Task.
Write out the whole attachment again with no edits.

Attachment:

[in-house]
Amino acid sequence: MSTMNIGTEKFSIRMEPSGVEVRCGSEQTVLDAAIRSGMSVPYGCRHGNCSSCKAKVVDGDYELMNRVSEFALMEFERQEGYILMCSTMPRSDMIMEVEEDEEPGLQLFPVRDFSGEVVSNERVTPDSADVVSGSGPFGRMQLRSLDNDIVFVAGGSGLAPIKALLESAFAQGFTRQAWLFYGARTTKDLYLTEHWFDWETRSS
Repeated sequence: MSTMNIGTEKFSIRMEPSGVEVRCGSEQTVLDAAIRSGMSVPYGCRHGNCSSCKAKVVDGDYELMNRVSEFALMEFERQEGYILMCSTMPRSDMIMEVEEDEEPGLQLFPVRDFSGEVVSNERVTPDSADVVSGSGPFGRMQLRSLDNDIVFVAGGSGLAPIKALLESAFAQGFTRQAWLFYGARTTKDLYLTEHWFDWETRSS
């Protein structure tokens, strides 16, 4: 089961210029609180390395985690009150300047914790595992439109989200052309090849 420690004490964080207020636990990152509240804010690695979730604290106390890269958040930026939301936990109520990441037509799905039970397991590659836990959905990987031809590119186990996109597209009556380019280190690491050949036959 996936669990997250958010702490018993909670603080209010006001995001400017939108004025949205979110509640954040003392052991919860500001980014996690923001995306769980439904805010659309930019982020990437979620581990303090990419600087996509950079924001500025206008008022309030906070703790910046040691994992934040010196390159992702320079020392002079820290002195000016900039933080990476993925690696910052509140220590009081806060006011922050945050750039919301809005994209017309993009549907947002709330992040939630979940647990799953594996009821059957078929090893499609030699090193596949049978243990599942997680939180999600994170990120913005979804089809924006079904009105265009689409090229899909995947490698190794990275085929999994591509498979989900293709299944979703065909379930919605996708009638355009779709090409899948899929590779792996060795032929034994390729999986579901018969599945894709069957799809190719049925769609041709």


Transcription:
[in-house]
Amino acid sequence: MSTMNIGTEKFSIRMEPSGVEVRCGSEQTVLDAAIRSGMSVPYGCRHGNCSSCKAKVVDGDYELMNRVSEFALMEFERQEGYILMCSTMPRSDMIMEVEEDEEPGLQLFPVRDFSGEVVSNERVTPDSADVVSGSGPFGRMQLRSLDNDIVFVAGGSGLAPIKALLESAFAQGFTRQAWLFYGARTTKDLYLTEHWFDWETRSS
Repeated sequence: MSTMNIGTEKFSIRMEPSGVEVRCGSEQTVLDAAIRSGMSVPYGCRHGNCSSCKAKVVDGDYELMNRVSEFALMEFERQEGYILMCSTMPRSDMIMEVEEDEEPGLQLFPVRDFSGEVVSNERVTPDSADVVSGSGPFGRMQLRSLDNDIVFVAGGSGLAPIKALLESAFAQGFTRQAWLFYGARTTKDLYLTEHWFDWETRSS
């Protein structure tokens, strides 16, 4: 089961210029609180390395985690009150300047914790595992439109989200052309090849 420690004490964080207020636990990152509240804010690695979730604290106390890269958040930026939301936990109520990441037509799905039970397991590659836990959905990987031809590119186990996109597209009556380019280190690491050949036959 996936669990997250958010702490018993909670603080209010006001995001400017939108004025949205979110509640954040003392052991919860500001980014996690923001995306769980439904805010659309930019982020990437979620581990303090990419600087996509950079924001500025206008008022309030906070703790910046040691994992934040010196390159992702320079020392002079820290002195000016900039933080990476993925690696910052509140220590009081806060006011922050945050750039919301809005994209017309993009549907947002709330992040939630979940647990799953594996009821059957078929090893499609030699090193596949049978243990599942997680939180999600994170990120913005979804089809924006079904009105265009689409090229899909995947490698190794990275085929999994591509498979989900293709299944979703065909379930919605996708009638355009779709090409899948899929590779792996060795032929034994390729999986579901018969599945894709069957799809190719049925769609041709």